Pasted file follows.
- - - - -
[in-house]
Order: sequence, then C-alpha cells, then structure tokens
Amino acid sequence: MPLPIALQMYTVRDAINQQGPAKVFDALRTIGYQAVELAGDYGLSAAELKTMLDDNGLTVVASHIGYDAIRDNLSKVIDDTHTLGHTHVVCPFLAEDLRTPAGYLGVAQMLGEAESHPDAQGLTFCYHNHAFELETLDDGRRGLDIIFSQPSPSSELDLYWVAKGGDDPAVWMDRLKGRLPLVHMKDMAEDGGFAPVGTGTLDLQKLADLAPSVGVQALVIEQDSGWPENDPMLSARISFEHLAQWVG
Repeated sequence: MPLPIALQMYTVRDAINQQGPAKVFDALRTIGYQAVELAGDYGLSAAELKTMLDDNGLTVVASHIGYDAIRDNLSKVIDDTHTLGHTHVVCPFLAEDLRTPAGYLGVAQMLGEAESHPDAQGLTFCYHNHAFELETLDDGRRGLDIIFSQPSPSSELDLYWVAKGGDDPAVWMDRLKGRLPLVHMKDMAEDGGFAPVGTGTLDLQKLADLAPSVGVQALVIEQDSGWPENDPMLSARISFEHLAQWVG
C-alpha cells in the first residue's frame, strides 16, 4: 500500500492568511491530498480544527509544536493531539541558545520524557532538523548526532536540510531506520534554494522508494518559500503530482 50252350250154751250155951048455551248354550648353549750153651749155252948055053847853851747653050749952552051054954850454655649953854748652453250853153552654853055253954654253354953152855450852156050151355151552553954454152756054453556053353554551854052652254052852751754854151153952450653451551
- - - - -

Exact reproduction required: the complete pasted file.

[in-house]
Order: sequence, then C-alpha cells, then structure tokens
Amino acid sequence: MPLPIALQMYTVRDAINQQGPAKVFDALRTIGYQAVELAGDYGLSAAELKTMLDDNGLTVVASHIGYDAIRDNLSKVIDDTHTLGHTHVVCPFLAEDLRTPAGYLGVAQMLGEAESHPDAQGLTFCYHNHAFELETLDDGRRGLDIIFSQPSPSSELDLYWVAKGGDDPAVWMDRLKGRLPLVHMKDMAEDGGFAPVGTGTLDLQKLADLAPSVGVQALVIEQDSGWPENDPMLSARISFEHLAQWVG
Repeated sequence: MPLPIALQMYTVRDAINQQGPAKVFDALRTIGYQAVELAGDYGLSAAELKTMLDDNGLTVVASHIGYDAIRDNLSKVIDDTHTLGHTHVVCPFLAEDLRTPAGYLGVAQMLGEAESHPDAQGLTFCYHNHAFELETLDDGRRGLDIIFSQPSPSSELDLYWVAKGGDDPAVWMDRLKGRLPLVHMKDMAEDGGFAPVGTGTLDLQKLADLAPSVGVQALVIEQDSGWPENDPMLSARISFEHLAQWVG
C-alpha cells in the first residue's frame, strides 16, 4: 500500500492568511491530498480544527509544536493531539541558545520524557532538523548526532536540510531506520534554494522508494518559500503530482 50252350250154751250155951048455551248354550648353549750153651749155252948055053847853851747653050749952552051054954850454655649953854748652453250853153552654853055253954654253354953152855450852156050151355151552553954454152756054453556053353554551854052652254052852751754854151153952450653451551